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Thursdays, April 13 – May 4, 2 – 4pm


Fern I. Coppedge. The Road to Lumberville (detail), 1938. James A. Michener Art Museum. Gift of Ruth Purcell Conn and William R. Conn.

$220; members $198
(4 classes)

About the Class

In 1915, a prominent American art critic identified the paintings produced by a group of artists working in and around New Hope, Pennsylvania, as “our first truly national expression.” Later known as Pennsylvania Impressionists, these artists—William Lathrop, Edward Redfield, Daniel Garber, Robert Spencer, Fern Coppedge, and Mary Elizabeth Price, among others—were celebrated for their expressive depictions of the Delaware River Valley and its environs. This class will explores the social, economic, and environmental contexts behind the growth of the New Hope art colony and the popularity of Pennsylvania Impressionism in the early 20th century. Using artwork from the Michener Art Museum’s collection, we will take a close look at the affiliated artists and the aesthetic approaches and philosophies they embraced.

The class is online-only. More about online classes.

This course will:

  • Increase your understanding of art-related concepts.
  • Increase the ways you think critically about art.
  • Improve your ability to communicate about art.
  • Deepen your appreciation for cultures and histories outside your own.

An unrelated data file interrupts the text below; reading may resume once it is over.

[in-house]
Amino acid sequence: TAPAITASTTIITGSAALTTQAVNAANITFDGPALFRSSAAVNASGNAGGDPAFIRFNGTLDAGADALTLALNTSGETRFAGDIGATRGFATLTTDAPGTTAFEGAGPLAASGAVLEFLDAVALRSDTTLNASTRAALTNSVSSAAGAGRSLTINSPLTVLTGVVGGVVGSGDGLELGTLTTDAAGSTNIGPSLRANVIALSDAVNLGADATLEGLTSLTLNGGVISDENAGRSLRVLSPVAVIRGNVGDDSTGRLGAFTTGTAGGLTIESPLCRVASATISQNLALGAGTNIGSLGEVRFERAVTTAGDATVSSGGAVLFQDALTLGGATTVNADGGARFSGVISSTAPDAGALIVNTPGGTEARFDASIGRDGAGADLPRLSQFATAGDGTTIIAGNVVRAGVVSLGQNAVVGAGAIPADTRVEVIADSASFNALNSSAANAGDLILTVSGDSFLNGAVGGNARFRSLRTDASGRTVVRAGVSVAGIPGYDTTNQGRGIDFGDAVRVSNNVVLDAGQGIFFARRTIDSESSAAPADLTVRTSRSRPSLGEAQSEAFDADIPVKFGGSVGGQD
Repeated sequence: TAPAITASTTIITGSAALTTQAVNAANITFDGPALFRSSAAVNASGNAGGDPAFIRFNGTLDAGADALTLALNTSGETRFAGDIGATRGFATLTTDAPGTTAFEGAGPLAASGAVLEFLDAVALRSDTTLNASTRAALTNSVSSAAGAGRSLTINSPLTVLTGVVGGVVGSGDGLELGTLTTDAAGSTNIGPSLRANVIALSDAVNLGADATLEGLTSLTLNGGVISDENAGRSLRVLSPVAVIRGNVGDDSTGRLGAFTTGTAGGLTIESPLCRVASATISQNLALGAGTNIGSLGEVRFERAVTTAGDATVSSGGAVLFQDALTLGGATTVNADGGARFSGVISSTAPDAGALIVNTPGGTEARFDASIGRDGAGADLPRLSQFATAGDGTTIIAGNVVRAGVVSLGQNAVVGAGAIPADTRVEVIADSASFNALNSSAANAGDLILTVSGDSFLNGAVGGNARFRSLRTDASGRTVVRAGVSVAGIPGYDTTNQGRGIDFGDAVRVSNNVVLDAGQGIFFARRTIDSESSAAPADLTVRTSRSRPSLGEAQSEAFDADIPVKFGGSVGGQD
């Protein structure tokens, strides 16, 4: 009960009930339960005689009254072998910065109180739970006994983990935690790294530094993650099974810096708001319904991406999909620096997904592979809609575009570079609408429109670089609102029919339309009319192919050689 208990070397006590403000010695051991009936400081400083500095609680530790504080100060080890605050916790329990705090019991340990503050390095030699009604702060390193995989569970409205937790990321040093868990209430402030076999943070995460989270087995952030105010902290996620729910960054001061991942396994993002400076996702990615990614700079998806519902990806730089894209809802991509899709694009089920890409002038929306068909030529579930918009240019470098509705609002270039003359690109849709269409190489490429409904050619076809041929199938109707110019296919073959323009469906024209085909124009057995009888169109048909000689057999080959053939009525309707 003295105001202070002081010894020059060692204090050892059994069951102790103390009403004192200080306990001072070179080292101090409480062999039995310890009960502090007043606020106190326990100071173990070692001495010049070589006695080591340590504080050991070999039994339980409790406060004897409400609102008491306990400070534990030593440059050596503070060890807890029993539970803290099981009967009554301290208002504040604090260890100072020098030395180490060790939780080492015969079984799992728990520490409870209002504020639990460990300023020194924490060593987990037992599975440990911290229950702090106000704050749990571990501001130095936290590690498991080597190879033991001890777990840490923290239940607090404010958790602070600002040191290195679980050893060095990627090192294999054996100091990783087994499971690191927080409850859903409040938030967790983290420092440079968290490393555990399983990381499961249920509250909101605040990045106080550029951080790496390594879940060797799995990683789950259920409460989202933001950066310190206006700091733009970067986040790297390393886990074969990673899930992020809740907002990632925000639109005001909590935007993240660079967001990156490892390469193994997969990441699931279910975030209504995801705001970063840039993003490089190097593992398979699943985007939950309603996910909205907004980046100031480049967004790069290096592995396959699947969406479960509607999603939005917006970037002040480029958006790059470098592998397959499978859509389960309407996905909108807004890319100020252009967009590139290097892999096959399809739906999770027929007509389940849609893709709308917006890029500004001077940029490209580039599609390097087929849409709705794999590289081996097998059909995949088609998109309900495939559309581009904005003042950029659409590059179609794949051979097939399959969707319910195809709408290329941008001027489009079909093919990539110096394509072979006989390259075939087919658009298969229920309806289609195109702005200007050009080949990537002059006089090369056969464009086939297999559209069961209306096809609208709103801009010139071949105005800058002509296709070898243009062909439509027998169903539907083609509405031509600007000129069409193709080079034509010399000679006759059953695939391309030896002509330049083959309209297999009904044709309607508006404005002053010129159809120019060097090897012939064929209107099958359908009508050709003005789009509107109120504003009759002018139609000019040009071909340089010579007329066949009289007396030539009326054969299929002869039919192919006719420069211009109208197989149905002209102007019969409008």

Laura Igoe

Igoe is chief curator at the Michener Art Museum in Doylestown, Pennsylvania. She specializes in art and material culture of the late 19th century and has held curatorial and research positions at the Philadelphia Museum of Art, Princeton University Art Museum, the Harvard Art Museums, and the Barnes. At the Michener, she curated Impressionism to Modernism: The Lenfest Collection of American Art (2019) and Rising Tides: Contemporary Art and the Ecology of Water (2020) and co-curated Through the Lens: Modern Photography in the Delaware Valley (2021) and Daring Design: The Impact of Three Women on Wharton Esherick’s Craft (2021–22).

Art in Context

Art in Context courses connect works of art to history: What was happening politically, socially, and culturally at the time a piece was made? How did these circumstances shape the artist’s formal choices?

Recent Barnes Class Testimonials

“[The] professor was highly engaging, facilitated excellent discussions, and [was] very knowledgeable. I learned a lot about teaching art history from watching her.” Course: Matisse and Picasso with Martha Lucy

“Every single second of the course was a productive, valuable, and interesting use of my time. The instructor's enthusiasm and reference to outside resources sparked a greater interest in me as a learner and resulted in me exploring even more on my own. I couldn't have enjoyed the experience more.” Course: Salvador Dalí: Surrealism and Beyond with Jonathan Wallis

“I am not an artist and prior to this course I had not thought about what an artist might be 'thinking,' as opposed to 'feeling.' I loved this course and plan to immerse myself in color theory.” Course: Visualizing Memory with Lucas Kelly

“This course is equal to or exceeds art history courses I have taken at several major universities in terms of syllabus and quality of instruction.” Course: The School of Paris with Joseph Tokumasu Field